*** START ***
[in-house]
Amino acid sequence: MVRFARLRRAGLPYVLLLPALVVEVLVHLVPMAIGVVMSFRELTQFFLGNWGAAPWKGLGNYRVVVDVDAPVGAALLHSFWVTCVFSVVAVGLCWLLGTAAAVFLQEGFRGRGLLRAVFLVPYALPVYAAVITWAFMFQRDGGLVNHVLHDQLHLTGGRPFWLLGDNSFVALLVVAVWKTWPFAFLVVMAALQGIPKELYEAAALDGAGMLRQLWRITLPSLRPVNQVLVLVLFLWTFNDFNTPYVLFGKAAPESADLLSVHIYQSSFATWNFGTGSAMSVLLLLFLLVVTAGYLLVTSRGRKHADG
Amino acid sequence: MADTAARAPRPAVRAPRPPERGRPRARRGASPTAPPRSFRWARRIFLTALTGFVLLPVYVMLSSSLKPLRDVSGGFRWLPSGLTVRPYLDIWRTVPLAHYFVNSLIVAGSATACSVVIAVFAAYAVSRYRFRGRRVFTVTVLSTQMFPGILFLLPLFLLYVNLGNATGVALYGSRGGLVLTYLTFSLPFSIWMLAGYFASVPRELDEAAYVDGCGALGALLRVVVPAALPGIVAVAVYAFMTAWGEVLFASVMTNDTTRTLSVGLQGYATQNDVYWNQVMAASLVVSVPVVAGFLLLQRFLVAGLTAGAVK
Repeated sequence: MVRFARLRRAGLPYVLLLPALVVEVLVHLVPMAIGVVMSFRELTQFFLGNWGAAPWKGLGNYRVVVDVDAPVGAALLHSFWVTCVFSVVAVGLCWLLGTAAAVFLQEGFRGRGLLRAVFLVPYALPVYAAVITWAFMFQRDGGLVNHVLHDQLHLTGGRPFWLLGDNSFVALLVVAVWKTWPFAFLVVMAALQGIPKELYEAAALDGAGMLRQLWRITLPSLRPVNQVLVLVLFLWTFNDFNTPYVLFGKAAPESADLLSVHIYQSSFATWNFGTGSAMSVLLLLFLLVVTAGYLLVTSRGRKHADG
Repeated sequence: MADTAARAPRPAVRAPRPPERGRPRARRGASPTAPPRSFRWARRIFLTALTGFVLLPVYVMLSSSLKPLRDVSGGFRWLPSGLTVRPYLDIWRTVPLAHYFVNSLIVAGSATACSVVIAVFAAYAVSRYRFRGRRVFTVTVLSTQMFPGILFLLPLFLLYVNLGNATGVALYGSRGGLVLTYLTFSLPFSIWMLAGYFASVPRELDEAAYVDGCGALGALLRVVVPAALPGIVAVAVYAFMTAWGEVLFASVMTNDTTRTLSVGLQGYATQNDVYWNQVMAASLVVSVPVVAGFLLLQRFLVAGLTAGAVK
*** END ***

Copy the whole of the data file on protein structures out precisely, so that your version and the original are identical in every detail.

[in-house]
Amino acid sequence: MVRFARLRRAGLPYVLLLPALVVEVLVHLVPMAIGVVMSFRELTQFFLGNWGAAPWKGLGNYRVVVDVDAPVGAALLHSFWVTCVFSVVAVGLCWLLGTAAAVFLQEGFRGRGLLRAVFLVPYALPVYAAVITWAFMFQRDGGLVNHVLHDQLHLTGGRPFWLLGDNSFVALLVVAVWKTWPFAFLVVMAALQGIPKELYEAAALDGAGMLRQLWRITLPSLRPVNQVLVLVLFLWTFNDFNTPYVLFGKAAPESADLLSVHIYQSSFATWNFGTGSAMSVLLLLFLLVVTAGYLLVTSRGRKHADG
Amino acid sequence: MADTAARAPRPAVRAPRPPERGRPRARRGASPTAPPRSFRWARRIFLTALTGFVLLPVYVMLSSSLKPLRDVSGGFRWLPSGLTVRPYLDIWRTVPLAHYFVNSLIVAGSATACSVVIAVFAAYAVSRYRFRGRRVFTVTVLSTQMFPGILFLLPLFLLYVNLGNATGVALYGSRGGLVLTYLTFSLPFSIWMLAGYFASVPRELDEAAYVDGCGALGALLRVVVPAALPGIVAVAVYAFMTAWGEVLFASVMTNDTTRTLSVGLQGYATQNDVYWNQVMAASLVVSVPVVAGFLLLQRFLVAGLTAGAVK
Repeated sequence: MVRFARLRRAGLPYVLLLPALVVEVLVHLVPMAIGVVMSFRELTQFFLGNWGAAPWKGLGNYRVVVDVDAPVGAALLHSFWVTCVFSVVAVGLCWLLGTAAAVFLQEGFRGRGLLRAVFLVPYALPVYAAVITWAFMFQRDGGLVNHVLHDQLHLTGGRPFWLLGDNSFVALLVVAVWKTWPFAFLVVMAALQGIPKELYEAAALDGAGMLRQLWRITLPSLRPVNQVLVLVLFLWTFNDFNTPYVLFGKAAPESADLLSVHIYQSSFATWNFGTGSAMSVLLLLFLLVVTAGYLLVTSRGRKHADG
Repeated sequence: MADTAARAPRPAVRAPRPPERGRPRARRGASPTAPPRSFRWARRIFLTALTGFVLLPVYVMLSSSLKPLRDVSGGFRWLPSGLTVRPYLDIWRTVPLAHYFVNSLIVAGSATACSVVIAVFAAYAVSRYRFRGRRVFTVTVLSTQMFPGILFLLPLFLLYVNLGNATGVALYGSRGGLVLTYLTFSLPFSIWMLAGYFASVPRELDEAAYVDGCGALGALLRVVVPAALPGIVAVAVYAFMTAWGEVLFASVMTNDTTRTLSVGLQGYATQNDVYWNQVMAASLVVSVPVVAGFLLLQRFLVAGLTAGAVK